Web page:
About The Lobotomist
Download the first chapter of The Lobotomist, or peruse the index. These excerpts are in PDF format, and you will need Adobe Acrobat Reader to read them.
This groundbreaking biography takes readers into one of the darkest chapters of American medicine — the desperate attempt to treat the hundreds of thousands of psychiatric patients in need of help during the middle decades of the twentieth century. Before the introduction of effective psychiatric medication in the 1950s, patients often had no choice other than to accept confinement in crowded and horrific asylums, or to submit to dangerous “shock” therapies.
Into this crisis stepped Walter Freeman, a neurologist and psychiatrist who believed he saw a way out of this quagmire. At a time when Freudian psychoanalysis and other “talk” therapies were growing ascendant, he advocated a completely different type of treatment — a brain operation intended to reduce the severity of psychotic symptoms. In partnership with neurosurgeon James Watts, Freeman adopted the surgical technique of a little known Portuguese physician, rechristened it lobotomy , and began performing the operation in the United States. In time, he transformed lobotomy into a controversial outpatient procedure, traveled the world performing psychosurgeries, and devoted his life to tracking the recovery of his patients. Meanwhile, his personal life collapsed around him.
As gripping as a medical thriller, The Lobotomist examines the motivations of a man whose personality combined brilliance with arrogance, compassion with egotism, and determination with stubbornness. The result is an unforgettable portrait of a physician who permanently shaped the lives of his patients, as well as the course of medical history.
In 2008, the PBS series American Experience broadcast a documentary based on the book. The Lobotomist was recently optioned for screen adaptation by Mythology Entertainment.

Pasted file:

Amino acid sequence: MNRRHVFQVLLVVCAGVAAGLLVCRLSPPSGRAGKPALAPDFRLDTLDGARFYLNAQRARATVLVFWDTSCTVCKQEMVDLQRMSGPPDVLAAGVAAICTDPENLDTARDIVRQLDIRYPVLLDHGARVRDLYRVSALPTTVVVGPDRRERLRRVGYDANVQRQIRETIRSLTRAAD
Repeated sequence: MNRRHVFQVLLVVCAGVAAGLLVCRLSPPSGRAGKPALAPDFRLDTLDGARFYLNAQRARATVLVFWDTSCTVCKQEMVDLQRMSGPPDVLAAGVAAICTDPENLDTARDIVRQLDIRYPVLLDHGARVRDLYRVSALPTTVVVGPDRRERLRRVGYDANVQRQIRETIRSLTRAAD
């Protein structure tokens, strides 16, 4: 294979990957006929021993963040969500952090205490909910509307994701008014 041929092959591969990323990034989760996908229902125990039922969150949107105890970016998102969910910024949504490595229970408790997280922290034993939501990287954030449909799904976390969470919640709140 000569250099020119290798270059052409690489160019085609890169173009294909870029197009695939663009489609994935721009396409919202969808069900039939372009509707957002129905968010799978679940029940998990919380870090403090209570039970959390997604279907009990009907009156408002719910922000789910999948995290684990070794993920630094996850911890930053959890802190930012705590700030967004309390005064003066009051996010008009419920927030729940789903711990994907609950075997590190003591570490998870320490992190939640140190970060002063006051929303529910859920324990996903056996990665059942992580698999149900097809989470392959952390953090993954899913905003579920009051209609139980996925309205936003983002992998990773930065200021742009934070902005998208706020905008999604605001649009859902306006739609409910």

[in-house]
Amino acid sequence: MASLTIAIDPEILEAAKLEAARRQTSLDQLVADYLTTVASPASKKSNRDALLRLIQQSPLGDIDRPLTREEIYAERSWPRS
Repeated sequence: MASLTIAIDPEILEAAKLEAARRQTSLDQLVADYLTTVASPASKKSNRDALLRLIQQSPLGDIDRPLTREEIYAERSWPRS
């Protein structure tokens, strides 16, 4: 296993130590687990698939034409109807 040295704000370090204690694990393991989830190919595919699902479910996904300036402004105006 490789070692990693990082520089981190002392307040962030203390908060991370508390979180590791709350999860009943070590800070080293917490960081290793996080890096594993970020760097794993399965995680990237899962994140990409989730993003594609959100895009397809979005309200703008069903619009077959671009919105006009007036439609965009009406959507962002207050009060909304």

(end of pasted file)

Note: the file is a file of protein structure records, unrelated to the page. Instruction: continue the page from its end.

Watch the broadcast trailer for The Lobotomist, a PBS American Experience documentary based on Jack El-Hai's book.
The Lobotomist has received a great deal of media attention, including reviews and articles in The New York Times, The New York Review of Books, The Los Angeles Times Book Review, Discover Magazine, Scientific American Mind, and the Philadelphia Inquirer, among many others. Here’s a sampling of the praise:
“Jack El-Hai has written an absorbing, unsettling and cautionary story of the man who sold the lowly ice pick as the surgical solution to the mental illness of tens of thousands of people…. The author, a respected science journalist, started his research assuming that Freeman was akin to Josef Mengele. He ends this book with a nuanced, haunted view of his subject… With The Lobotomist, El-Hai gives his readers a first-class biography and, without saying so, a tutorial in the sober need for professional humility.”
— Karen R. Long, Cleveland Plain Dealer
“In The Lobotomist, Jack El-Hai's lively biography, Freeman comes across as a classic American type, a do-gooder and a go-getter with a bit of the huckster thrown in.”
— William Grimes, The New York Times
“One of the many virtues of El-Hai's text is the rich detail he provides about Freeman's life and ideas. His readers will thus be able to judge Walter Freeman for themselves and decide whether he is, as El-Hai would have it, "a maverick medical genius" or, as others have concluded, a moral monster.”
— Andrew Scull, The Los Angeles Times
“A story of desperation among thousands of patients, families, clinicians and policymakers struggling to manage a population seemingly crippled by illnesses for which there was no help. It is also a worrisome account of physicians groping for solutions to problems that they could not adequately address. In this sense, El-Hai’s treatment of this medical saga is also poignant and illuminating.”
— Richard Lipkin, Scientific American Mind
“Relying heavily upon Freeman's notes, letters, and journals, El-Hai reconstructs the life of a man whose main mission, aside from personal glory, was to help the helpless… Driven, egotistical, brilliant, and focused, Freeman is as fascinating as the chronicle of twentieth-century psychiatry in which El-Hai sets his story.”
— Donna Chavez, Booklist
In the news
Radio programs around the world have featured The Lobotomist. Use these links to hear Jack El-Hai’s interviews and the responses of hosts and listeners.
Fresh Air with Terry Gross (NPR/WHYY)
To the Best of Our Knowledge (PRI/Wisconsin Public Radio)
The Diane Rehm Show (NPR/WAMU)
Minnesota Public Radio
The Sound of Young America